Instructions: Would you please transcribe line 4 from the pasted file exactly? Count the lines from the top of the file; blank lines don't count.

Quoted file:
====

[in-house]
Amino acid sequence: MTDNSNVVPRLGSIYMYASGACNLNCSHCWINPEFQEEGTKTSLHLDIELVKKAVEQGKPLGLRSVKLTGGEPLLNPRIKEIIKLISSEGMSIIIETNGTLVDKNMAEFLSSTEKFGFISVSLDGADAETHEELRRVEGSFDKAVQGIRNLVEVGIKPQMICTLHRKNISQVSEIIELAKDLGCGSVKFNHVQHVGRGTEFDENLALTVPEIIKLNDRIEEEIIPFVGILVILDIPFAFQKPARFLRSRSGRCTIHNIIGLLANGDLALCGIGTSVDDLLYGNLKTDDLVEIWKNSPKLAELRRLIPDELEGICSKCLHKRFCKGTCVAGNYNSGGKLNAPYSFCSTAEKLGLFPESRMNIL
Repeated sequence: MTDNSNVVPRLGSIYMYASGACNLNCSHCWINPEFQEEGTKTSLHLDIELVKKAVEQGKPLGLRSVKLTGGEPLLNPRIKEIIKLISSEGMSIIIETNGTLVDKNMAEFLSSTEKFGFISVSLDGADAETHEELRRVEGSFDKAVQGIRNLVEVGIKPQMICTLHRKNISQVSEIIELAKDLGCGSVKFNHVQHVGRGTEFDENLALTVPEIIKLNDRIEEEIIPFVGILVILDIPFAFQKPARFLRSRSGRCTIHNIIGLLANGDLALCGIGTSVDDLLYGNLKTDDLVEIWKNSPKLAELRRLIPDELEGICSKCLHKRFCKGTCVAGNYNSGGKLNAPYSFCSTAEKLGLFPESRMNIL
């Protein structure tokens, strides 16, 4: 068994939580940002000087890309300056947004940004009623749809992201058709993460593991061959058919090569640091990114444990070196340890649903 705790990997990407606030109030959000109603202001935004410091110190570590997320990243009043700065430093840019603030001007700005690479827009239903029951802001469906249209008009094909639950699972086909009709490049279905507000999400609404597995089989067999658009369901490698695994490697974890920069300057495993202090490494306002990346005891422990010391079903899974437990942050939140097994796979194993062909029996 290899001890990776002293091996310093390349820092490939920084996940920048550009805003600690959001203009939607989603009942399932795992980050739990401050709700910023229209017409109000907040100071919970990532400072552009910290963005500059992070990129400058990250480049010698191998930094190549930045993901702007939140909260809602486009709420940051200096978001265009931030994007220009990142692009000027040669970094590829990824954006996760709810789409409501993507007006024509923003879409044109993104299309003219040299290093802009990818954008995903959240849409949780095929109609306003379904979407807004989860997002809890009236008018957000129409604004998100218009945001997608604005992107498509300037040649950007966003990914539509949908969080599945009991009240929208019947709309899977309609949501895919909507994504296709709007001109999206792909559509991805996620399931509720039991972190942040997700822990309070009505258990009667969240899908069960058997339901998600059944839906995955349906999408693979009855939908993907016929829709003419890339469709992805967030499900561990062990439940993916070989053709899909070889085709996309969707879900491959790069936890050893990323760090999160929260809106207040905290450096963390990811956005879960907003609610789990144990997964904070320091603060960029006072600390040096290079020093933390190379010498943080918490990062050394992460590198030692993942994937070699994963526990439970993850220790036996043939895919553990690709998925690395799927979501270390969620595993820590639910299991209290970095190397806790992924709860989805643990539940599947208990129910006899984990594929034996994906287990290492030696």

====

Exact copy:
């Protein structure tokens, strides 16, 4: 068994939580940002000087890309300056947004940004009623749809992201058709993460593991061959058919090569640091990114444990070196340890649903 705790990997990407606030109030959000109603202001935004410091110190570590997320990243009043700065430093840019603030001007700005690479827009239903029951802001469906249209008009094909639950699972086909009709490049279905507000999400609404597995089989067999658009369901490698695994490697974890920069300057495993202090490494306002990346005891422990010391079903899974437990942050939140097994796979194993062909029996 290899001890990776002293091996310093390349820092490939920084996940920048550009805003600690959001203009939607989603009942399932795992980050739990401050709700910023229209017409109000907040100071919970990532400072552009910290963005500059992070990129400058990250480049010698191998930094190549930045993901702007939140909260809602486009709420940051200096978001265009931030994007220009990142692009000027040669970094590829990824954006996760709810789409409501993507007006024509923003879409044109993104299309003219040299290093802009990818954008995903959240849409949780095929109609306003379904979407807004989860997002809890009236008018957000129409604004998100218009945001997608604005992107498509300037040649950007966003990914539509949908969080599945009991009240929208019947709309899977309609949501895919909507994504296709709007001109999206792909559509991805996620399931509720039991972190942040997700822990309070009505258990009667969240899908069960058997339901998600059944839906995955349906999408693979009855939908993907016929829709003419890339469709992805967030499900561990062990439940993916070989053709899909070889085709996309969707879900491959790069936890050893990323760090999160929260809106207040905290450096963390990811956005879960907003609610789990144990997964904070320091603060960029006072600390040096290079020093933390190379010498943080918490990062050394992460590198030692993942994937070699994963526990439970993850220790036996043939895919553990690709998925690395799927979501270390969620595993820590639910299991209290970095190397806790992924709860989805643990539940599947208990129910006899984990594929034996994906287990290492030696």